The numbers of children in the UK being prescribed the ADHD drug Ritalin should be stepped up, rather than reduced, according to a major new study.
Approximately 5% of the child population (or one child in every classroom) have Attention Deficit Hyperactivity Disorder, but only 10% of those 300,000 children are receiving medical treatment, while others fall below the diagnostic radar.
“ADHD is under recognised and under diagnosed,” says David Coghill, professor of child and adolescent psychiatry at the Royal Children’s Hospital in Melbourne. “And if you don’t recognise and diagnose someone you don’t have the option of what treatment they receive.”
ADHD is a brain disorder, which affects both children and adults, and is characterised by hyperactivity, impulsivity, and an inability to maintain attention.
Children with the disorder are far more likely than average to suffer accidents, and adults are at greater risk from traffic accidents either as pedestrians or motorists. Crime rates are also unusually high among those with ADHD.
Contrary to popular belief, the cause of the condition is under-activity in the brain, rather than excess activity, and drugs (such as Ritalin) used to treat the condition, are stimulants, not sedatives.
The research team were keen to dispel the common belief that ADHD drugs such as Ritalin, or methylphenidate, are a form of “chemical cosh” and children are better off with less treatment.
Although Ritalin is already recommended as a first line treatment for children with ADHD by the National Institute for Health and Care Excellence, which vets the cost effectiveness of treatments in England and Wales, it is underused, they said.
“Clinicians are very cautious about using medication in this country,” said Professor Emily Sminoff, co-author of the paper from King’s College London. “The problem in the UK is predominantly about under-recognition and diagnosis across a range of conditions. As a result there are a number of children suffering with a range of mental health disorders who could benefit from treatment.”
The trial looked at the data of 24,000 patients, including 14,000 children, across four years, studying the treatment they were receiving for their ADHD and the outcomes. The authors concluded Ritalin remained the best medical option for children with ADHD. And in adults, amphetamines were most effective.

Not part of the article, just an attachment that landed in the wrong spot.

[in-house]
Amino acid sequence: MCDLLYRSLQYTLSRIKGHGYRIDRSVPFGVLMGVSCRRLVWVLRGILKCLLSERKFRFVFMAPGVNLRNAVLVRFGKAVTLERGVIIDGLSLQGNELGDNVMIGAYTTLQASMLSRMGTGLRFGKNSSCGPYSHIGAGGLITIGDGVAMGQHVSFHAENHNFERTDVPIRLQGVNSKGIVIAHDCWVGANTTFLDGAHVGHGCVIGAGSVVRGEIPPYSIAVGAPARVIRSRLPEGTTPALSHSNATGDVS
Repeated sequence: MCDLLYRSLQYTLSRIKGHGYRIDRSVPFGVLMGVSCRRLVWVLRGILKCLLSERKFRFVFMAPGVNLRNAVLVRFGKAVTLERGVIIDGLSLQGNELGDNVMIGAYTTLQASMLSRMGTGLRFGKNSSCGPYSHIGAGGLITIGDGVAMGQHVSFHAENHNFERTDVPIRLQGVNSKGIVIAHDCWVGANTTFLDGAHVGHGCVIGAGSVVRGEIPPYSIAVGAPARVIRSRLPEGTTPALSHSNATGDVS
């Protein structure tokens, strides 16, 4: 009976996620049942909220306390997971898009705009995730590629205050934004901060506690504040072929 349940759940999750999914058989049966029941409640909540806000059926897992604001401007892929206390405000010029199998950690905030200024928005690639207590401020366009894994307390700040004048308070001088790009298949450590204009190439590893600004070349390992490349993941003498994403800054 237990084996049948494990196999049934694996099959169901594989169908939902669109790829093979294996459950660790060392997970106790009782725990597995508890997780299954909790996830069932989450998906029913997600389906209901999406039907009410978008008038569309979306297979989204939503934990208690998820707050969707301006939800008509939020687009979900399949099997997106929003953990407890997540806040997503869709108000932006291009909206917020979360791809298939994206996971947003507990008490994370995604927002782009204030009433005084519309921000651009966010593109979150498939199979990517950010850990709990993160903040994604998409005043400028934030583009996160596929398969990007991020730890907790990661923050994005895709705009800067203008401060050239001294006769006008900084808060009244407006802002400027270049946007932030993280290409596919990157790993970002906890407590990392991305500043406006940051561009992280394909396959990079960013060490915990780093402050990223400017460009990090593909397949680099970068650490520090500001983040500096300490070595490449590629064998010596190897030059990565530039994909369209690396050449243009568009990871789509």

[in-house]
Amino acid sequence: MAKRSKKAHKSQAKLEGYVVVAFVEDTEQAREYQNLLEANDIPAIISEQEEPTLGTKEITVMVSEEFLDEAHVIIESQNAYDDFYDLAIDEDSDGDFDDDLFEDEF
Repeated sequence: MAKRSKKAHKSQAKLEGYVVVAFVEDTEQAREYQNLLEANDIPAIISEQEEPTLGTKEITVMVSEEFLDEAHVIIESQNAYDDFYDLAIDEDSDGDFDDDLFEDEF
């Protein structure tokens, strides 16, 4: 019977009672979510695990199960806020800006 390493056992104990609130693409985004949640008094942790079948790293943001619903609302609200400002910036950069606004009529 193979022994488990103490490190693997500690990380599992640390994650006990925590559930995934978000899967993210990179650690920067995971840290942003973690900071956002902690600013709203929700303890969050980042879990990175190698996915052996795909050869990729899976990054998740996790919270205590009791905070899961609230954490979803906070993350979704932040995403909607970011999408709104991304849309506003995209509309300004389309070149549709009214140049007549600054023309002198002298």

Professor Coghill also wanted to emphasise that children with ADHD aren’t simply displaying ‘bad’ behaviour: “We now have very clear evidence that the brains of children with ADHD both structurally and functionally are very different.
“The medication treatments are very effective at improving those functional deficits as well as reducing the core symptoms.”
What are the signs my child may have ADHD?
“Children who display signs of ADHD will have a number of indicators as they are growing up,” explained Dr Tony Lloyd, CEO of the ADHD Foundation.
“Frustration at not being able to remember what they are learning in school and in life; they can be quick to anger and display an overly impulsive behaviour.
“There are also children who retreat into day dreaming and have poor concentration - homework can be a major cause for distress at home.
“Sometimes but not always a hyperactivity and poor sleep patterns can add to stress.”
The diagnosis process can be slow and complicated - a report organised by ADHD charities and experts found that nearly a third of children with the disorder had waited for two or more years to receive a diagnosis.
Dr Lloyd, who worked on the report, said: “Ignoring ADHD is a potential time bomb for these children, placing them at risk of severe problems that may well burden them for their entire lives.
“Early diagnosis and treatment is proven to reduce anxiety and the risk of depression and other mental health problems later in childhood.
“Treatment will also improve your child’s experience of school and they will more likely achieve their potential.”